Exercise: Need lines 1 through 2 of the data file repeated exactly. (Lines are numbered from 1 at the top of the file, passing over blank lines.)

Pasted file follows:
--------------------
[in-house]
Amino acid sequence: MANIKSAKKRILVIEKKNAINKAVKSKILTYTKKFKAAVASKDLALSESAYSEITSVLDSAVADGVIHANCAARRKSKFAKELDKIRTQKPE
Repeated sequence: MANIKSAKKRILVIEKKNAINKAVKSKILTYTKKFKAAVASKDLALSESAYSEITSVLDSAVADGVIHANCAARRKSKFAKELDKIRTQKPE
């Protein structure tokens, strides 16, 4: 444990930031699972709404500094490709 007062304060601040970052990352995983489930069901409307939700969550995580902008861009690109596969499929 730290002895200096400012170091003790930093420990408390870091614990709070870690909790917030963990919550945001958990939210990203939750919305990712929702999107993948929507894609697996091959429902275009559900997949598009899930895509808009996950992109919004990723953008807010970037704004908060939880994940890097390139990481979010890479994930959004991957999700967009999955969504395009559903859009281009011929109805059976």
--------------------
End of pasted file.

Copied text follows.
[in-house]
Amino acid sequence: MANIKSAKKRILVIEKKNAINKAVKSKILTYTKKFKAAVASKDLALSESAYSEITSVLDSAVADGVIHANCAARRKSKFAKELDKIRTQKPE